What does it mean to be able to really perceive, not just observe? How can we look at a troubled period and see not just the facts, but the meaning?
As we enter a new secular year, how can we best learn to use the complicated mess of this past 12 months — three normal months, then nine months of Coronavirus tzoris — to achieve perspective on our lives and our world?
In the synagogue we have just finished reading the great book of Genesis, Breisheet. The fact we concluded the first book of the Torah right after completing a calendar year is a useful coincidence. So at this new-secular-year time, when we try to figure out just what happened over the past 12 months and what it all means going forward, we have the opportunity to do the same thing for the conclusion of the first of the five books of the Torah.
Each year teaches us lessons, both positive and negative. The Torah, with its Book of Genesis, is unique in the way this single text teaches us new lessons continually.
The end of the amazing Book of Genesis seems anticlimactic. The 12 Israelite brothers, the true B’nai Yisrael, have all been reunited in Egypt, our great ancestor Jacob finally dies, and the whole family journeys to Canaan to bury Jacob in the cave of Machpelah.
It is at this time that we are given the opportunity to try to glimpse the future. And a wonderful Midrash gives insight into the best way to do that.
A Midrash in Tanchuma recounts that when Joseph is returning from his father’s burial in the Cave of Machpelah, he passes the very pit into which his brothers had cast him, and stares into it. What might Joseph might have been thinking as he peered into the crater? How did he remember that moment in his life? What future could he imagine with his brothers, who had threatened to kill him?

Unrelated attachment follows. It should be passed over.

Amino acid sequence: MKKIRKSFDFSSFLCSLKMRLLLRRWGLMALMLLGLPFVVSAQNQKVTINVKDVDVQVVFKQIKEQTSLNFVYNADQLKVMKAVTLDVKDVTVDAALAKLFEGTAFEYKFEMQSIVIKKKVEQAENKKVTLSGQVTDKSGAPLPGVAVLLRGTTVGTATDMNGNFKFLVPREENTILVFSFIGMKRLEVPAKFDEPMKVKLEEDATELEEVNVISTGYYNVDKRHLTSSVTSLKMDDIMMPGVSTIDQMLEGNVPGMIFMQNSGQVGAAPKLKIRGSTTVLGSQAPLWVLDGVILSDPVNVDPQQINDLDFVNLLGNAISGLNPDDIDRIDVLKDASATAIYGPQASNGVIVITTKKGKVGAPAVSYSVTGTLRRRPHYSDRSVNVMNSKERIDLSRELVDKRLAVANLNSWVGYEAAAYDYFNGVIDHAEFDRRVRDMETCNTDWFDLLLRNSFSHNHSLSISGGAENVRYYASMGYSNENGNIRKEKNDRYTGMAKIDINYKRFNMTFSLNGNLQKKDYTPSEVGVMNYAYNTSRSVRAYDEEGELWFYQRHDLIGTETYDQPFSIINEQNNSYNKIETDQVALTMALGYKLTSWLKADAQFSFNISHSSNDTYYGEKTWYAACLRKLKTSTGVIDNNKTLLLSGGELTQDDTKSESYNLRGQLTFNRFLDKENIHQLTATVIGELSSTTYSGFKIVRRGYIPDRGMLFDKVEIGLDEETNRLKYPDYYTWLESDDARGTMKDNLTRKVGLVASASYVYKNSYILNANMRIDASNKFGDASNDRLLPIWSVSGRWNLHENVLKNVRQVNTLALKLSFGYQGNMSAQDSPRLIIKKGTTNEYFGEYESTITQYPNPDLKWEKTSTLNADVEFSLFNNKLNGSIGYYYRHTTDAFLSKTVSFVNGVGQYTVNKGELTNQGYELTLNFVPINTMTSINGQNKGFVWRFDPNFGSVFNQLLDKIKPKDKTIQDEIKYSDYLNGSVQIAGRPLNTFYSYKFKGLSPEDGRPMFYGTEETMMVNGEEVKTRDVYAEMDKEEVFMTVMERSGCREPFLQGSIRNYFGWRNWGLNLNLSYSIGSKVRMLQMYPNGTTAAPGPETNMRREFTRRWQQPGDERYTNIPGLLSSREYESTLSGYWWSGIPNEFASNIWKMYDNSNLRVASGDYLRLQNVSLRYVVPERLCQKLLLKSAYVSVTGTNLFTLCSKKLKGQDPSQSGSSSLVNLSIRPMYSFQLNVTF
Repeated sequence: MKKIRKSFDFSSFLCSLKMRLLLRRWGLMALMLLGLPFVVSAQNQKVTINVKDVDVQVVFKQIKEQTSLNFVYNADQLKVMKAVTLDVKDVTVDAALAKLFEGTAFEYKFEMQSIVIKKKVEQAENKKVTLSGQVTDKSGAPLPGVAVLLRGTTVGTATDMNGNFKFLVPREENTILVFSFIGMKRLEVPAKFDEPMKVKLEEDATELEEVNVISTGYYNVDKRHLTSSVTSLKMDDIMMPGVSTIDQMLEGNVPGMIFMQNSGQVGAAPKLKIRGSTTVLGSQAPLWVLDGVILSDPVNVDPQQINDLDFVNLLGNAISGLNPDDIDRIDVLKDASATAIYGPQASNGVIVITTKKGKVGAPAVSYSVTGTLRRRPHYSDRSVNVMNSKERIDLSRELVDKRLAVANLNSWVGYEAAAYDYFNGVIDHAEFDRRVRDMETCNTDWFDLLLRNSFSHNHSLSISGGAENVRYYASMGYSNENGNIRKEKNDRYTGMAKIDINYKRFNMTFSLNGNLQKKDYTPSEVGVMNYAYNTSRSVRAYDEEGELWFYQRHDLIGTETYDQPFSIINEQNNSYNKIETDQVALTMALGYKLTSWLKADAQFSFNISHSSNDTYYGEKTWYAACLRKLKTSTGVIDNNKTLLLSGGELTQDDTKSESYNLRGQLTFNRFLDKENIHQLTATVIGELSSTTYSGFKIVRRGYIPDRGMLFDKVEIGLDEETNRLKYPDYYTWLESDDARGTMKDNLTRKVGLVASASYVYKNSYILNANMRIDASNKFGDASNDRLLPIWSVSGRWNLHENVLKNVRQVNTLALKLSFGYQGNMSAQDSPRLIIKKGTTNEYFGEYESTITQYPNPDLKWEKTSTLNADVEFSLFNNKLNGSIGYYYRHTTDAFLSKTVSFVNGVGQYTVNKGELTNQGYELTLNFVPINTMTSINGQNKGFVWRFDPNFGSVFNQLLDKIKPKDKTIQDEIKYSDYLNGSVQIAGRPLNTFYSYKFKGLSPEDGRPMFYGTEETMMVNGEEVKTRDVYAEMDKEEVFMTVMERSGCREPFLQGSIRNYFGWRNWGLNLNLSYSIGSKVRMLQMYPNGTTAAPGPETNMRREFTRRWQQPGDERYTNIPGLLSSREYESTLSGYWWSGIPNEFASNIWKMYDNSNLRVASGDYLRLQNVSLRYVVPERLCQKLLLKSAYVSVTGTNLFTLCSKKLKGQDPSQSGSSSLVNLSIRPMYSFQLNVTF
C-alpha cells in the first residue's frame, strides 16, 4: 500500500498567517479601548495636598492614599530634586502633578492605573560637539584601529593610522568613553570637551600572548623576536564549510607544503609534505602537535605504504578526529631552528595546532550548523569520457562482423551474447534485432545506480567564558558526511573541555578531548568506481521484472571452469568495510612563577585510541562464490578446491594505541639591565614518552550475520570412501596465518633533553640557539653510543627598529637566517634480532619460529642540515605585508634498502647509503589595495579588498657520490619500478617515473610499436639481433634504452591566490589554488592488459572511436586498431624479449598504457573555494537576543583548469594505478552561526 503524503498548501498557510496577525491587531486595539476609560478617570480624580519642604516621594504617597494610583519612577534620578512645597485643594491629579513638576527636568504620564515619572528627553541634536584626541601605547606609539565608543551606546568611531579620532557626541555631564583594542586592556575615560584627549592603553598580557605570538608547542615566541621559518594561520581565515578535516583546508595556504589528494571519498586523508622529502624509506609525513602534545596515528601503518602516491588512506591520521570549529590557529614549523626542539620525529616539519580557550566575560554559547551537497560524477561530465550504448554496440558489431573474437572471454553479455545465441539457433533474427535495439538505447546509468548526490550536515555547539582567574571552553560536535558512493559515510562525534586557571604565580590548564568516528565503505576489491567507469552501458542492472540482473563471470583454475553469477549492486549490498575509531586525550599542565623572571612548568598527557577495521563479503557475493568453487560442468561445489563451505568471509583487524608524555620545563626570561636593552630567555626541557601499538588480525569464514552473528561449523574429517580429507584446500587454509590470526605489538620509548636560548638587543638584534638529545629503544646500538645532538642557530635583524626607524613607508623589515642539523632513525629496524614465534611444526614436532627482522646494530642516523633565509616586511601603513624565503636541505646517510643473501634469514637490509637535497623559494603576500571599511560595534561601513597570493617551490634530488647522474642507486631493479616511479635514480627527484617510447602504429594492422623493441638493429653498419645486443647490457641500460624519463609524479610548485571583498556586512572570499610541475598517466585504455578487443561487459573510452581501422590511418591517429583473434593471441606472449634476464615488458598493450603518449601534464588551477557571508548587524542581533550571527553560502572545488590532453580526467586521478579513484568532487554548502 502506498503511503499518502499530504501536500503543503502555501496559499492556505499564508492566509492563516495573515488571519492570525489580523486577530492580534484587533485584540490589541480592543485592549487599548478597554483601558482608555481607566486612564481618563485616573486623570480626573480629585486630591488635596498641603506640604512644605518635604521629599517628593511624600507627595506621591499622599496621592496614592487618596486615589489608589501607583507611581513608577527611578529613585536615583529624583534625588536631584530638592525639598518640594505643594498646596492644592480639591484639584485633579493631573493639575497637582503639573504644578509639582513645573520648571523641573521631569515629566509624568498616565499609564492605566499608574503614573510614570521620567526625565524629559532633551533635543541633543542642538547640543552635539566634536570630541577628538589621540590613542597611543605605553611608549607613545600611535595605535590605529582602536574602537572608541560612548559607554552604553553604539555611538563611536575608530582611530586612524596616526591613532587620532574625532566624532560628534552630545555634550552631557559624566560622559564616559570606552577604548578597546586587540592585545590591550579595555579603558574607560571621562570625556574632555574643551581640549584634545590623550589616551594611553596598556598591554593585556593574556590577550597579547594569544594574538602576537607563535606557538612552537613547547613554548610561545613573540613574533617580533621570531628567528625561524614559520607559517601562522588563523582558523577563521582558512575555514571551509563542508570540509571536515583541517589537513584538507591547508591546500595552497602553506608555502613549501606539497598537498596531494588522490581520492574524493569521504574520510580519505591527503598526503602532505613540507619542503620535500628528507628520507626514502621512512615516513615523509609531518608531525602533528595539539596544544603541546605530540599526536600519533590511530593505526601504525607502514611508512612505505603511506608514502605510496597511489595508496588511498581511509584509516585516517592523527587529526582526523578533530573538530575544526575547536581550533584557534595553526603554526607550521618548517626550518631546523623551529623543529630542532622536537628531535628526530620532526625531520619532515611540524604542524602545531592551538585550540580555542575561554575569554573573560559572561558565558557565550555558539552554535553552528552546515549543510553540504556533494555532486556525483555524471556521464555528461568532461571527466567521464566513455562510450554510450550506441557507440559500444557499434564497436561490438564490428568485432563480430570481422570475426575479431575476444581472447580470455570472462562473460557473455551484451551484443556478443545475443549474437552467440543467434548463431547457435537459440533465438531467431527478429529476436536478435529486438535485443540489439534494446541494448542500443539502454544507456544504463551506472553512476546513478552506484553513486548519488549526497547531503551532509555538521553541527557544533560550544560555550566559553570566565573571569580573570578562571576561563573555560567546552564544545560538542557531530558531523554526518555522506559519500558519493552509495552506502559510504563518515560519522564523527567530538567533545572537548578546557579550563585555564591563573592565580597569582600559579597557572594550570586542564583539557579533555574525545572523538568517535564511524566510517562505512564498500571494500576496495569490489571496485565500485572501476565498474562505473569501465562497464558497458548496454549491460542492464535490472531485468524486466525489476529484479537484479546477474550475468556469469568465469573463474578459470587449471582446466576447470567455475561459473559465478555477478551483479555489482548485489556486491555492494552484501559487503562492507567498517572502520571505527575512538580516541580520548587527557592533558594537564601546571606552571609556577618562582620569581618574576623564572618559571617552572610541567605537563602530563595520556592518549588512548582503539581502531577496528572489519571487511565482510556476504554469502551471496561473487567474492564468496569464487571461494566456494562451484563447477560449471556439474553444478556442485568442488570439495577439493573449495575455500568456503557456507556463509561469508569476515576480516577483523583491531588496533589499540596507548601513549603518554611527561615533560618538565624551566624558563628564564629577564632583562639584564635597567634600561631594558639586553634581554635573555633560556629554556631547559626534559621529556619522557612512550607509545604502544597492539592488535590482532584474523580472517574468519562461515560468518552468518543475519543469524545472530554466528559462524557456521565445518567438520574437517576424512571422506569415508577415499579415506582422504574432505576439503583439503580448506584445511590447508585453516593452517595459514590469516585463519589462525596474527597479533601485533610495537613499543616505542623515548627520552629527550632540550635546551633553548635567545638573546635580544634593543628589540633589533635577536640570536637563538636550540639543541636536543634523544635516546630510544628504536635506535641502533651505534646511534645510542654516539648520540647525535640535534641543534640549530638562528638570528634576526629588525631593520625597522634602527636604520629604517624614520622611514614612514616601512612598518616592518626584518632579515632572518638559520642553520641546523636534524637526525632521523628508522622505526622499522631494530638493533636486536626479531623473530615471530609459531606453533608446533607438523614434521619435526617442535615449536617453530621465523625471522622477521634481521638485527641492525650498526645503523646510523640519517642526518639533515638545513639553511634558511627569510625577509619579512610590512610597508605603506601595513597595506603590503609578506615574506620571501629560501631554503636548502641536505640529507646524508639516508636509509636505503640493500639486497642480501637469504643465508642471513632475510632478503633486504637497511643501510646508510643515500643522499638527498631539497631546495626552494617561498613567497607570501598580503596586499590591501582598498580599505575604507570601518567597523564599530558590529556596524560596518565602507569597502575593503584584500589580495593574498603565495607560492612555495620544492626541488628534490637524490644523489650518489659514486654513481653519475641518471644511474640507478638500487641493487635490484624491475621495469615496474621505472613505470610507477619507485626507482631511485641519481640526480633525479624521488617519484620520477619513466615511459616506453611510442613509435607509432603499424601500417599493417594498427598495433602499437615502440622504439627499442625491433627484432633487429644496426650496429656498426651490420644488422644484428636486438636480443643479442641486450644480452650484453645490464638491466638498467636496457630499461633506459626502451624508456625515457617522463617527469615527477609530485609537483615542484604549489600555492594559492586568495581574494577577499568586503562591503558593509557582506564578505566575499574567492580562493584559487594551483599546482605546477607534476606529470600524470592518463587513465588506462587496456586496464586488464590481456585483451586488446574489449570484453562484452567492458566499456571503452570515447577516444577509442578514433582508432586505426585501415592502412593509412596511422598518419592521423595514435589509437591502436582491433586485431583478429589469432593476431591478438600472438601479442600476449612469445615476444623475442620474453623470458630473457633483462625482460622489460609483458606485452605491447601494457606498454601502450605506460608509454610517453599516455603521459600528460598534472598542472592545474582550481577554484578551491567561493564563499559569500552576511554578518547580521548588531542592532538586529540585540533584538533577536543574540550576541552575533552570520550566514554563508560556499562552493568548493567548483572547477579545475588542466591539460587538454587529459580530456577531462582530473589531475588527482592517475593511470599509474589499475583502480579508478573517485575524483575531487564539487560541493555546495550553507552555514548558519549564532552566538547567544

The Midrash answers, “Joseph stood up and prayed, ‘Blessed is God Who performed a miracle for me in this place!’” There, gazing into a barren pit, the place of his greatest danger and fear, Joseph looks back and sees the wonder, mystery, and graciousness present in his life. In personal terms, such belief and understanding are what we might describe as a consciousness of God.
The brothers assume and fear that as he stands there staring into the very place of his original captivity, he is dwelling on the evil that they perpetrated against him, and now that Jacob is dead, Joseph will finally take revenge. So they send him a fabricated message with Jacob’s concubine Bilhah, saying Jacob had urged Joseph not to take revenge. Joseph then weeps because his brothers have so little trust in his affection. He speaks to them gently and puts their fears at rest. “Ten stars,” he tells them, “could do nothing against one star, how much less could one star do against 10? How could I lay a hand on those whom both God and my father have blessed?”
Joseph sees so much farther than his brothers, here. He sees that internal hostility, divisiveness, negativity, and fraternal rivalry are not the way to act. His brothers see only danger and potential revenge, and are willing to lie to save their own skins from imagined evil.
Joseph, in these final chapters of Genesis, uses this moment of perspective, this opportunity to assess and understand the past and look to the future, to bring healing and reassurance.
It is a great lesson for us. May we, too, as we gaze back on a year of challenge and struggle, learn to capitalize on this secular New Year’s gift of perspective. May we, like Joseph, see how to heal the wounds in our own society and move from division to unity. And may we also apply these lessons in our homes, our families, and our Jewish community.
Rabbi Sam Cohon is senior rabbi of Congregation Beit Simcha and host of “The Too Jewish Radio Show.”